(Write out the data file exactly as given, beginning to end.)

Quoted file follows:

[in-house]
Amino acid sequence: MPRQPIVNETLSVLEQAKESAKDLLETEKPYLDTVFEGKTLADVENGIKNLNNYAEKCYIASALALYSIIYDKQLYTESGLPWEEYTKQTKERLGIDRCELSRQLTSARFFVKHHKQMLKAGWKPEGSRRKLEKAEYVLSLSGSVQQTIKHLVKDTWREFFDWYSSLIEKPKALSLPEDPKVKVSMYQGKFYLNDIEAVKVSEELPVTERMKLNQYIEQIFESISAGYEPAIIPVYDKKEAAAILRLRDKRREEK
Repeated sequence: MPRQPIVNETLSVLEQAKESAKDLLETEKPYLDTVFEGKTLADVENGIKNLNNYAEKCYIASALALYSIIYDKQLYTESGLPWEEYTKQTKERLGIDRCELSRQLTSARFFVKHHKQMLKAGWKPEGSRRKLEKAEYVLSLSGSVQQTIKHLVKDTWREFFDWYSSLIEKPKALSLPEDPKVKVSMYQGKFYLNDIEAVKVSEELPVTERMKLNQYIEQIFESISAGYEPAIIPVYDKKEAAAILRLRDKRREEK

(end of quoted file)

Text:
[in-house]
Amino acid sequence: MPRQPIVNETLSVLEQAKESAKDLLETEKPYLDTVFEGKTLADVENGIKNLNNYAEKCYIASALALYSIIYDKQLYTESGLPWEEYTKQTKERLGIDRCELSRQLTSARFFVKHHKQMLKAGWKPEGSRRKLEKAEYVLSLSGSVQQTIKHLVKDTWREFFDWYSSLIEKPKALSLPEDPKVKVSMYQGKFYLNDIEAVKVSEELPVTERMKLNQYIEQIFESISAGYEPAIIPVYDKKEAAAILRLRDKRREEK
Repeated sequence: MPRQPIVNETLSVLEQAKESAKDLLETEKPYLDTVFEGKTLADVENGIKNLNNYAEKCYIASALALYSIIYDKQLYTESGLPWEEYTKQTKERLGIDRCELSRQLTSARFFVKHHKQMLKAGWKPEGSRRKLEKAEYVLSLSGSVQQTIKHLVKDTWREFFDWYSSLIEKPKALSLPEDPKVKVSMYQGKFYLNDIEAVKVSEELPVTERMKLNQYIEQIFESISAGYEPAIIPVYDKKEAAAILRLRDKRREEK